Presentation on theme: "Funded by the Australian Government Office for Learning and Teaching"— Presentation transcript:
1 Funded by the Australian Government Office for Learning and Teaching Interprofessional Education and Practice: Creating Leaders and Opportunitiesfor Clinical LearningMODULE 5Delivering and Implementing Interprofessional Education and Interprofessional Practice [FACILITATOR NOTE: SEAT PARTICIPANTS WITH OTHERS FROM THE SAME OR SIMILAR ORGANISATION].To be used in conjunction with the Facilitator’s Guide.Ensure participants have read Barr and Brewer (2012) and Wee and Goldsmith ‘s chapters in preparation for this module.Funded by the Australian Government Office for Learning and Teaching
2 Learning outcomesIdentify the skills and abilities required to effectively facilitate interprofessional educationExplain to participants that at the end of this module they will be able to … (refer to slide).
3 Chronic disease management Contexts in literaturePalliative carePainChronic disease managementCommunicationDiabetesDisabilityHealth promotionInfectious diseaseEthicsAcknowledge need for interprofessional education for both students and staff to ensure capabilities for interprofessional practice.Many contexts have been explored in the literature.Review potential opportunities in participants context(s).Mental healthRenal failure
4 4-week interprofessional education student “placement” Sample interprofessional education placement schedulePsychologyPhysioOTSocial WorkRNPharmacyMedicineJanDecNovFeb4-week interprofessional education student “placement”[FACILITATOR NOTE: ANIMATION IN SLIDE – NEED TO USE SLIDE ADVANCER TO REVEAL].ACTIVITY—Allow 10 minutesHave groups discuss potential interprofessional activities that could be provided to students during this 4 week overlap in their schedules at this site.DEBRIEF—Allow 5-10 minutesHave each group share one idea.Link this discussion to next slide – having highlighted possible activities now need to focus on how make sure the activities are effective.Setting X(Brewer, 2014)
5 The critical elements - reflection and debriefing Key ingredients for interprofessional education and practice2+ professionsSignificant interactivity between participants occursOpportunity to learn about, from and with each otherTeaching/learning moments are explored to highlightContributions of team membersHow team members can better work togetherStrategies for interprofessional communicationThe critical elements - reflection and debriefingRemind participants of this from previous module.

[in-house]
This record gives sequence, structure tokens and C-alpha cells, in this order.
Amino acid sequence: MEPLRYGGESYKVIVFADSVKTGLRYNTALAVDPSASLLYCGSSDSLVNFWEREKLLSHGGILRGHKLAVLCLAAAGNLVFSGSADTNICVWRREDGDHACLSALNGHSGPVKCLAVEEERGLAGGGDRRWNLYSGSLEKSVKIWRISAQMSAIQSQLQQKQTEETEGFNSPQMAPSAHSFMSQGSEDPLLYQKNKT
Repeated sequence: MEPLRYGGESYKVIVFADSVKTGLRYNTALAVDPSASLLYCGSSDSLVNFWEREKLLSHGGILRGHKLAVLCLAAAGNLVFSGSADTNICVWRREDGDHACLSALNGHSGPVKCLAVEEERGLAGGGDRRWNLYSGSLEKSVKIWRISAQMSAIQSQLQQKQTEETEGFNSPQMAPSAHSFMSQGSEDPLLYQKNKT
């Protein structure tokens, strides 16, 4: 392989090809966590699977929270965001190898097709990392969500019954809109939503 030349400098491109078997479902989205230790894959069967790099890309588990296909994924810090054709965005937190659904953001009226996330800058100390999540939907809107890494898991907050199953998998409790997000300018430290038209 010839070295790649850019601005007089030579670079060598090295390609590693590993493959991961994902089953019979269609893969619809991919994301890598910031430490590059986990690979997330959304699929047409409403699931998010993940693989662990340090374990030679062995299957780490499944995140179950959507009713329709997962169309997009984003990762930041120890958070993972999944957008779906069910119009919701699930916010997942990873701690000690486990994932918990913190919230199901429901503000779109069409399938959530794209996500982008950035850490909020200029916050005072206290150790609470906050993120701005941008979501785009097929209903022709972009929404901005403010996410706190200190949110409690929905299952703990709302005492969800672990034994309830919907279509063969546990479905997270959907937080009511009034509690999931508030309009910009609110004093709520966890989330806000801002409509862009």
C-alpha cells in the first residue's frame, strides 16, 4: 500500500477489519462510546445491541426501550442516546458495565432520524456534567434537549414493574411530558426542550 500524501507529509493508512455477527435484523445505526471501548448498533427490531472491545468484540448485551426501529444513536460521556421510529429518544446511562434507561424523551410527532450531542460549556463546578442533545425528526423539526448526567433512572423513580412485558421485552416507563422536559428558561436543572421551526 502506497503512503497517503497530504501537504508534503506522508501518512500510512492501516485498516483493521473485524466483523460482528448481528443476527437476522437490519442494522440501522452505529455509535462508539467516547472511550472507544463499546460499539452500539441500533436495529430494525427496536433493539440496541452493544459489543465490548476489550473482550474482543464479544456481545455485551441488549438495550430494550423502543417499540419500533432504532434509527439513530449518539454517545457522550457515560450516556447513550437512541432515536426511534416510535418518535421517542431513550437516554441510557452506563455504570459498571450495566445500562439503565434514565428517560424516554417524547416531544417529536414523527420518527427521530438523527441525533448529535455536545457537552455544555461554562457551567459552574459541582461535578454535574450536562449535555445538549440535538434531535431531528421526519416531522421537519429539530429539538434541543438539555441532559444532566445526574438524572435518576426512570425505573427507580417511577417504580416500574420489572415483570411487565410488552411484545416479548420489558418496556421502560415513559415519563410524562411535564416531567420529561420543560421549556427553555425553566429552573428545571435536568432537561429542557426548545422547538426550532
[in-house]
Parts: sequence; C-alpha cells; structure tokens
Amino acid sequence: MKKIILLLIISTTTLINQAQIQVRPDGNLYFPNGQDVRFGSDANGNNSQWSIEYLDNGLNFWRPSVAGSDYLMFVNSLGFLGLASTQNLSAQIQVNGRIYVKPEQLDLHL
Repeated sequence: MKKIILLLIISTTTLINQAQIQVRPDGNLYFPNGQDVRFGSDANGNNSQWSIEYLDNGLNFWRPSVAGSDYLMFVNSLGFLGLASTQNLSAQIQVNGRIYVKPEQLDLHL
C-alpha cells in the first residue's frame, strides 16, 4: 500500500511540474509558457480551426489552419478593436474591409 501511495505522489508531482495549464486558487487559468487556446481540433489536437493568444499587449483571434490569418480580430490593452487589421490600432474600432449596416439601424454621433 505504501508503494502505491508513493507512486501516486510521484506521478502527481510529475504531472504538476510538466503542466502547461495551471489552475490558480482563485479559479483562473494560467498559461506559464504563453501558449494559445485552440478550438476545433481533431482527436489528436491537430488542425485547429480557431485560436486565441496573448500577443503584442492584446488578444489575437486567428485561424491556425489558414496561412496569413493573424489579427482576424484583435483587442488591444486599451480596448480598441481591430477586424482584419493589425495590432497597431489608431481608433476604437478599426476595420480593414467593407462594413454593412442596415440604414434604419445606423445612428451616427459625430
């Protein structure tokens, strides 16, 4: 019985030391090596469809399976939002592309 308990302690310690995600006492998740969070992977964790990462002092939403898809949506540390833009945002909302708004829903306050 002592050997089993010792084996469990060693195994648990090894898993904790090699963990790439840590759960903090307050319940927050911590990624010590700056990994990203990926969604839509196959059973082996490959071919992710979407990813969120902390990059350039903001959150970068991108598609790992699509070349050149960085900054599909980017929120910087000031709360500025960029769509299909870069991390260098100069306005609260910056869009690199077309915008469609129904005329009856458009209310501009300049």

6 Students learn best when MotivatedEnvironment is supportive and safeClear goals are setInformation is relevant to their learning objectivesLearning reflects the real world practice experiencesInformation is pitched at appropriate levelActively involvedReceive regular, constructive feedbackGiven time for reflectionLiterature on adult learning informs how we facilitate interprofessional education.
7 Curtin’s student learning outcomes Students will be able to: Describe their professional knowledge, skills, attitudes & values & limitations relevant to these.Describe the contribution of other professions to health service/care.Demonstrate effective communication with clients, relatives, students, health professionals & relevant staff to ensure safe, high quality service/care.Work in partnership with the client & other professionals to plan, implement & evaluate evidence-based service/care including referring on as appropriate.Facilitate effective team interactions & provide leadership when appropriate.Evaluate the outcomes of interprofessional team collaborations & own contribution to these & suggest improvements.[FACILITATOR NOTE: PRIOR TO DELIVERING MODULE READ BIGGS (2003).]Discuss constructive alignment process (Biggs, 2003).Outcomes → learning experience/activities →assessment of outcomes.Example of outcomes from Curtin University’s IPP programme.Need to link these outcomes to students future learning practice as health professionals.